During the first quarter of the nineteenth century, a striking and memorable oil painting portraying a jagged mountain of ice in the North Sea was executed by the great German Romantic Era artist Caspar David Friedrich (1774-1840). The painting called The Wreck of Hope (the early 1820s) was inspired by Admiral William Parry’s search for a route to Asia through the North Pole. The work is one of the finest pre-modern paintings to capture the spirit, energy, and very corpus of Diagonality. In that sense, the painting foreshadowed the angular geometric motif that was to alter the essence of art and culture that emerged at the very start of the twentieth century.
The Wreck of Hope (known earlier as Das Eismeer or The Sea of Ice) is described in Wikipedia as a shipwreck in the “middle of a broken ice-sheet, whose shards have piled up after the impact.” Horizontal slabs of ice looking like they are made of stone appear at the bottom of the painting, but they rise inexorably in crisscrossing jagged shards creating an almost religiously spirited composition. The pile of ice sheets looks like they are reaching for a trace of sunlight emanating from a thin scattering of clouds above the icy pyramidal mass below. An almost invisible trace of the doomed ship’s mast slants up at a low angle through the ice and culminates in a threatening, dart-shaped pinnacle.
The Wreck of Hope was not the only painting in which Friedrich employed a dramatic diagonal motif. Diagonals were a compositional feature that ran through many of his major paintings and also through his extensive oil studies of ice floes on the river Elbe, near Dresden. Friedrich’s Wanderer above the Sea of Fog is a painting with diagonal compositional elements and triangular massing that focus on a centrally positioned man, seen from behind, contemplating the harsh consequences of a cold and turbulent seascape.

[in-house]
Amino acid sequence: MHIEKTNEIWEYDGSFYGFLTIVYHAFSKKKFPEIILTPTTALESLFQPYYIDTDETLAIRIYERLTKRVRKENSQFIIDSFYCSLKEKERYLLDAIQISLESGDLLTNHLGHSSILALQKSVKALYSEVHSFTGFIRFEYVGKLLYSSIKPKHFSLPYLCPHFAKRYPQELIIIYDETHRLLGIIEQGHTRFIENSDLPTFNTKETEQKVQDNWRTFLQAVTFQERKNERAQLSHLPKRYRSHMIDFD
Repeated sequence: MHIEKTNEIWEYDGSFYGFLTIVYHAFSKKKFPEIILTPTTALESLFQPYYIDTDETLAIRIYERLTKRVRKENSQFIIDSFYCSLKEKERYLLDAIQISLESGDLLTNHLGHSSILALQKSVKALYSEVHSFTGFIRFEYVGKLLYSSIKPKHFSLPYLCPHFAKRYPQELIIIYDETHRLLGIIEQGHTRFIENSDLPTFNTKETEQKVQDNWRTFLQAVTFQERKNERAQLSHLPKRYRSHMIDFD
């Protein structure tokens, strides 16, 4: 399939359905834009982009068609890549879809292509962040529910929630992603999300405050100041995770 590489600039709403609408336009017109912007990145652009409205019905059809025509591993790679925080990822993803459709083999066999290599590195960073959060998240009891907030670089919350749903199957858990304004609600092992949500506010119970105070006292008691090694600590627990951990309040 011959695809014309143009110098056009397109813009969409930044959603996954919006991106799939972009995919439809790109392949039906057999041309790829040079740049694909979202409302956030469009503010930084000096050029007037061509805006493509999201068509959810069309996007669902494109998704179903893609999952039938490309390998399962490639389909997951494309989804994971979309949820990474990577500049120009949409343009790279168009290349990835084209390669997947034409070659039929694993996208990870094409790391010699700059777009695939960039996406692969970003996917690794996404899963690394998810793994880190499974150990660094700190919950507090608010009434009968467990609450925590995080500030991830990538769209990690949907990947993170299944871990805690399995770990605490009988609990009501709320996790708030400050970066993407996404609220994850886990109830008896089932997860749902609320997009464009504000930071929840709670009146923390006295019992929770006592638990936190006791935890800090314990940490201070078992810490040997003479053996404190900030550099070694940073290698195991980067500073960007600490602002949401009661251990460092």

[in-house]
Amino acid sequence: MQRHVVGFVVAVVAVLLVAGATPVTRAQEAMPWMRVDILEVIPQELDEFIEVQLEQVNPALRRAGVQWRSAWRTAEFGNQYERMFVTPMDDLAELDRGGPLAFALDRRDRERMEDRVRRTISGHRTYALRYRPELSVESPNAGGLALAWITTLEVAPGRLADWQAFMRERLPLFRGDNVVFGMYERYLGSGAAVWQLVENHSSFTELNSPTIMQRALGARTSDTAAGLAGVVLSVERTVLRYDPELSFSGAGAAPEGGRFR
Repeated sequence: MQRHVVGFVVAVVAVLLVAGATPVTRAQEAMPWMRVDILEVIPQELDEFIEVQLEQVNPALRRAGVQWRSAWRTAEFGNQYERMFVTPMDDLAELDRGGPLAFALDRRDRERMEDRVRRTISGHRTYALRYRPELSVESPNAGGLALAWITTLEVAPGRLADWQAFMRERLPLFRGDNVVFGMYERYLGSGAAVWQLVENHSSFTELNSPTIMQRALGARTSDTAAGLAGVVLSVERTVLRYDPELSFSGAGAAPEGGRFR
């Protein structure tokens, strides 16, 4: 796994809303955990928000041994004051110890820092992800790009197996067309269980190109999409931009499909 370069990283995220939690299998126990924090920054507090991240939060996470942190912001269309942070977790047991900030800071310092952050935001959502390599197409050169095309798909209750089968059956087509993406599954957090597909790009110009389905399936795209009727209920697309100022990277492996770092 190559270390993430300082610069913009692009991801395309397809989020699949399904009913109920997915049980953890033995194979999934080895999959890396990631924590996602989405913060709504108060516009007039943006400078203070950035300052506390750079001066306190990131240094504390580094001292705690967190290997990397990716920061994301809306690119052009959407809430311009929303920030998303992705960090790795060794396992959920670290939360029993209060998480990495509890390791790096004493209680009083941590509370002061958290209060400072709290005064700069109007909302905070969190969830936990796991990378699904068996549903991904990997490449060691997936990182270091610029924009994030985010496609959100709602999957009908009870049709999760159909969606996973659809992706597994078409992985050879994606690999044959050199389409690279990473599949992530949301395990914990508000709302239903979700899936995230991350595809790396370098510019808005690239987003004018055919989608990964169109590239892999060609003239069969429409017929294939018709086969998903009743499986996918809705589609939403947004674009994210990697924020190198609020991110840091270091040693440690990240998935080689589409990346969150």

The artist’s Cross in the Mountains (today known as the Tetschen Altar) is another pyramidal composition with widening rays of the evening sun spreading out radially in the sky at the top of the painting. Rays of sunlight are a familiar motif in twentieth-century works executed during the Constructivist and Art Deco eras. Friedrich’s Two Men Contemplating the Moon is yet another painting with a diagonal motif: this one is an inverted pyramid formed by the slope of the land and a steeply sloping old tree. The French sculptor David d’Angers, deeply impressed by this work in 1834, wrote “He (Friedrich) has understood completely how to represent in landscape the great struggles of nature.”
Caspar David Friedrich was generally considered the most important German artist of his generation. His ideas for paintings often came to him in dreams. The dream for the Wreck of the Hope was likely motivated by an incident in his youth (age 13) when his younger brother Christoph reportedly saved Caspar from falling through the ice of a frozen lake and in turn lost his own life in the rescue. It has been postulated that all of Friedrich’s “sea of ice” paintings were emotionally driven by this deeply traumatic event that occurred in 1787. This could explain Friedrich’s best-known remark, perhaps also motivated by his reported frequent periods of depression, in which he advises the artist “to close your bodily eye so that you may see your picture first with the spiritual eye. Then bring to the light of day that which you have seen in the darkness so that it may react upon others from the outside inwards.”
The Wreck of Hope was first shown in 1824 with the title An Idealized Scene of an Arctic Sea (with a) Wrecked Ship on the Heaped Masses of Ice. A piece of the dark stern of the ship is visible to the right of the pyramid of ice in the center of the painting. The stern bears the inscription HMS Griper, which is the name of one of two ships that Parry had jointly commanded. Actually, Parry’s expedition never resulted in the loss of a ship even though that catastrophe was fictionalized in Friedrich’s painting.